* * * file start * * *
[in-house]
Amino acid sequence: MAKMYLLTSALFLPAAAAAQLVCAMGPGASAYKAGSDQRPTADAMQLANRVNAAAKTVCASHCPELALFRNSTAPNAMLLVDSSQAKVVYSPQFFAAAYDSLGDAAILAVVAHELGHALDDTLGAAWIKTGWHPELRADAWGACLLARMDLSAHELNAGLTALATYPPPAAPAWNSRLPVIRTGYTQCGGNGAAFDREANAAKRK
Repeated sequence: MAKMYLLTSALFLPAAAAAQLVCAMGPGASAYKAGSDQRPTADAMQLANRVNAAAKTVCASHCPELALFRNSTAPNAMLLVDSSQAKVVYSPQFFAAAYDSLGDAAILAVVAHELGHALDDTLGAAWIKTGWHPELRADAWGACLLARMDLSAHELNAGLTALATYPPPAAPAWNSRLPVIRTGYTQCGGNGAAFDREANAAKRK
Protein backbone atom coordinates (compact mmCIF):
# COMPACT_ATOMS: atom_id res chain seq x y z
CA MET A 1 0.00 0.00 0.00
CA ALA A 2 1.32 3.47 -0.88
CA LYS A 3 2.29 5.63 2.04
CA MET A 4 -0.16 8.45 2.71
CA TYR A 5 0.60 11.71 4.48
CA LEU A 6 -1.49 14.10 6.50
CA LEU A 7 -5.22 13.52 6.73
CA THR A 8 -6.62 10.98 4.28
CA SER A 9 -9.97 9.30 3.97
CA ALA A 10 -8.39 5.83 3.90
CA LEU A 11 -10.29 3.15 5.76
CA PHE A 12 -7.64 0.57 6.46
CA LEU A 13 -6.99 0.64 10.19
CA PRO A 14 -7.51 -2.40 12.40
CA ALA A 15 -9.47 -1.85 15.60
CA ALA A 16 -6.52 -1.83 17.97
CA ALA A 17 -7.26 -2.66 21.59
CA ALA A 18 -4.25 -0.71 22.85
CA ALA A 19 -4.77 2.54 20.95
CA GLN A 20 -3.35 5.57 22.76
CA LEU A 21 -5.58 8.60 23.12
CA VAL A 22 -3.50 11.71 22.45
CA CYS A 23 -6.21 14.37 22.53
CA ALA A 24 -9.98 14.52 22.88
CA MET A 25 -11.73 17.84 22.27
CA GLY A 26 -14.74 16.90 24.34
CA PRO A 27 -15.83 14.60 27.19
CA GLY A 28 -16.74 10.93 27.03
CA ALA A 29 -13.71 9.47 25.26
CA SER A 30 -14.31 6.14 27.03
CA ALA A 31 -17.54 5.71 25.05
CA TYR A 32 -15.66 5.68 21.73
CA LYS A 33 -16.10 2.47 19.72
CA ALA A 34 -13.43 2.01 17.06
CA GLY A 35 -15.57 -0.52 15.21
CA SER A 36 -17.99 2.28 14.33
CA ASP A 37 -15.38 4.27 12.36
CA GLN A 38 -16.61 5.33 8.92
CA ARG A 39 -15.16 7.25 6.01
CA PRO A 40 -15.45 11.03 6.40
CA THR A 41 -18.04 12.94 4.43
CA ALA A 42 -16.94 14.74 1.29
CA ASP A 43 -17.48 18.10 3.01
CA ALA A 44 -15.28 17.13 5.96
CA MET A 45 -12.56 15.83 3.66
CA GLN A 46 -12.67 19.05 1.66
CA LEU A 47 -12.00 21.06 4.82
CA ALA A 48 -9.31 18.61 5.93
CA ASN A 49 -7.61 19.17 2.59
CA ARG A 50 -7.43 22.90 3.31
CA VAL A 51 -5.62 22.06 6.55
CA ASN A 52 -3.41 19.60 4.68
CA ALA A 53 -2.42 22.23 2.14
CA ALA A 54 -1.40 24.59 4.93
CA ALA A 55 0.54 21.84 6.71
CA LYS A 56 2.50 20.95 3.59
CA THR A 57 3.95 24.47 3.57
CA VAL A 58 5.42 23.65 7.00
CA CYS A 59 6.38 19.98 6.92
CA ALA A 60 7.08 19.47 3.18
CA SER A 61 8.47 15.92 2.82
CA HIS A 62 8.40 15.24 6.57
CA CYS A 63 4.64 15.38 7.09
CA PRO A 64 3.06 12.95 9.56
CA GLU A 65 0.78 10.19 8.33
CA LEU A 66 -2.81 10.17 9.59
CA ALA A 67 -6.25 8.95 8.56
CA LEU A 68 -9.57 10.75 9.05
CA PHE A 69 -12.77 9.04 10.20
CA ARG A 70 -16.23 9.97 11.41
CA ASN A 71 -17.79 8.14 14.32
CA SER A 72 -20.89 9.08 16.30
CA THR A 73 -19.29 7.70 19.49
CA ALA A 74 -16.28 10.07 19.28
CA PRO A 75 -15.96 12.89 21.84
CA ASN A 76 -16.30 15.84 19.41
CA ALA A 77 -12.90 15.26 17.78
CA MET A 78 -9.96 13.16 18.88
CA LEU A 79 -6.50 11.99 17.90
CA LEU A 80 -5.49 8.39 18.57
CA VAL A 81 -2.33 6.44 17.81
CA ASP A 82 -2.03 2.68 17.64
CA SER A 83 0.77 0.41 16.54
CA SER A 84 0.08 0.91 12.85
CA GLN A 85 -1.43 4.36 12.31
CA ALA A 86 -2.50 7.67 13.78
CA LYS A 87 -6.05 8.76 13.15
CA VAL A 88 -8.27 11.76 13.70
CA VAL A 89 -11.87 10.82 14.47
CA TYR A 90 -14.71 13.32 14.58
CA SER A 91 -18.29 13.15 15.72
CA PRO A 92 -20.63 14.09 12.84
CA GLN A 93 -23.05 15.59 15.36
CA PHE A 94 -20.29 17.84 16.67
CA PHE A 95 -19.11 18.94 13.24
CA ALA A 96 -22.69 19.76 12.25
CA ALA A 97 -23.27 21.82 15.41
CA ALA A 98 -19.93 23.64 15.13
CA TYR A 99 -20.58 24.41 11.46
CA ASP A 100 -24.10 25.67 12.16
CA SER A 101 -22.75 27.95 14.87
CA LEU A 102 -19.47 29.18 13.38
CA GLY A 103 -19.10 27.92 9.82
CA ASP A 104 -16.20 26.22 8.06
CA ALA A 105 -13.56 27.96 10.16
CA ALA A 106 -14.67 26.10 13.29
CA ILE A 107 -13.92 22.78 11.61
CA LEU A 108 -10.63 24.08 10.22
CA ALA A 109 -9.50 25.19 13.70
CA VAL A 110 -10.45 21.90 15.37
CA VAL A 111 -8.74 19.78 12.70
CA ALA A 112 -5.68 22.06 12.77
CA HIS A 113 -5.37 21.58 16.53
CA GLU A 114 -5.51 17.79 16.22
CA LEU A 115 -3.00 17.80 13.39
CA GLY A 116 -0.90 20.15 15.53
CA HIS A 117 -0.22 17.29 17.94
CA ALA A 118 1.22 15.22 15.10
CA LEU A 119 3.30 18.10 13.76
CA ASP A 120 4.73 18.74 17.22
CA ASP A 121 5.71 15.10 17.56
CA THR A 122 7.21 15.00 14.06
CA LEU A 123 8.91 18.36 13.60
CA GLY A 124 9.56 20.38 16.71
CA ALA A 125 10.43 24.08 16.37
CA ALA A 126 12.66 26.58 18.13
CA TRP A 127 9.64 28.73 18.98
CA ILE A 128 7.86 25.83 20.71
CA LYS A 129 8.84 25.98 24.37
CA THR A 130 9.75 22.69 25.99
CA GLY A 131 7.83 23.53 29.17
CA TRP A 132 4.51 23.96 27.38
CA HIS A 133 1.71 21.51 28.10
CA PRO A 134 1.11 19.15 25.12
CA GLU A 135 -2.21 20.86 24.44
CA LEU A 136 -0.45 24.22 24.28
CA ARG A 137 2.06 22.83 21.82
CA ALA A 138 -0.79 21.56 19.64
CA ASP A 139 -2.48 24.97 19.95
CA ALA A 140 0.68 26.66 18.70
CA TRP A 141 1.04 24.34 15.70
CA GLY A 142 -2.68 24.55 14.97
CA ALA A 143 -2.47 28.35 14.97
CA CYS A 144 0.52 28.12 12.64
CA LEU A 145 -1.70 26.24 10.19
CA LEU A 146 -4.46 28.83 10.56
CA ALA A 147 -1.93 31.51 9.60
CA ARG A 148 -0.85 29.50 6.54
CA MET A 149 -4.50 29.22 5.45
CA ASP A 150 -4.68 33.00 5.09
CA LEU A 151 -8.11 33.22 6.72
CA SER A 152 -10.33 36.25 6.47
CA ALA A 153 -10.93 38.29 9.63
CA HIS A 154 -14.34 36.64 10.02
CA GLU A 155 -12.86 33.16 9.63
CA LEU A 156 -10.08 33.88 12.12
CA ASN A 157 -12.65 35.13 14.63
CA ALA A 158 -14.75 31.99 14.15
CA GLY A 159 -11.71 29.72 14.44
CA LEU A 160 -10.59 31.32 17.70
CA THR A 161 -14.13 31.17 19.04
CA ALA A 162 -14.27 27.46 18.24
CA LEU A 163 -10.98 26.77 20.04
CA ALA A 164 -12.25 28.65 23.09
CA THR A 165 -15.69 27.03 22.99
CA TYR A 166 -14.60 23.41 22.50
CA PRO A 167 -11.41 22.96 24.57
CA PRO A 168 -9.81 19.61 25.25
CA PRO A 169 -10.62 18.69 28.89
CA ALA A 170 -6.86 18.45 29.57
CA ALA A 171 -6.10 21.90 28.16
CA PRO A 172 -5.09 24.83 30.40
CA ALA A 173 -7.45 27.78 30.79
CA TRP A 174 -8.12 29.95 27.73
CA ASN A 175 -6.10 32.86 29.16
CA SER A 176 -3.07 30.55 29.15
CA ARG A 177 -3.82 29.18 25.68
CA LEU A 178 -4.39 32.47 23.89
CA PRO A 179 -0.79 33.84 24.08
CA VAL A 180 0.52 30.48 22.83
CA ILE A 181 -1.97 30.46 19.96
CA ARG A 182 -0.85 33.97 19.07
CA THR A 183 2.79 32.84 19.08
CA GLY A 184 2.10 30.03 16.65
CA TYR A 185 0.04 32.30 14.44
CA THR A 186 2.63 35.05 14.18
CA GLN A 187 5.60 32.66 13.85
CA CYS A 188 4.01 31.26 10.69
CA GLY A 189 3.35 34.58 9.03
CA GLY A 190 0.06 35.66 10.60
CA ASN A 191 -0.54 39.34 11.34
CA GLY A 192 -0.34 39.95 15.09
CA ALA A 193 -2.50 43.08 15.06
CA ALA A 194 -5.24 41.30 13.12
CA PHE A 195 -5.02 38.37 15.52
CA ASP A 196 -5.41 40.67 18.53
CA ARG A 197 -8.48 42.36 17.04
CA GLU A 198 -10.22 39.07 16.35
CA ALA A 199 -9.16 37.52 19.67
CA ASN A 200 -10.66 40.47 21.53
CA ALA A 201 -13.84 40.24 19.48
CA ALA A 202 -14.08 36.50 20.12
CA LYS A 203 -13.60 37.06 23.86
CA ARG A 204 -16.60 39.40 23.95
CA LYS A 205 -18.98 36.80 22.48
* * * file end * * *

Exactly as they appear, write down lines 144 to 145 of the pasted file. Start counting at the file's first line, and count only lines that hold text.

CA ASP A 139 -2.48 24.97 19.95
CA ALA A 140 0.68 26.66 18.70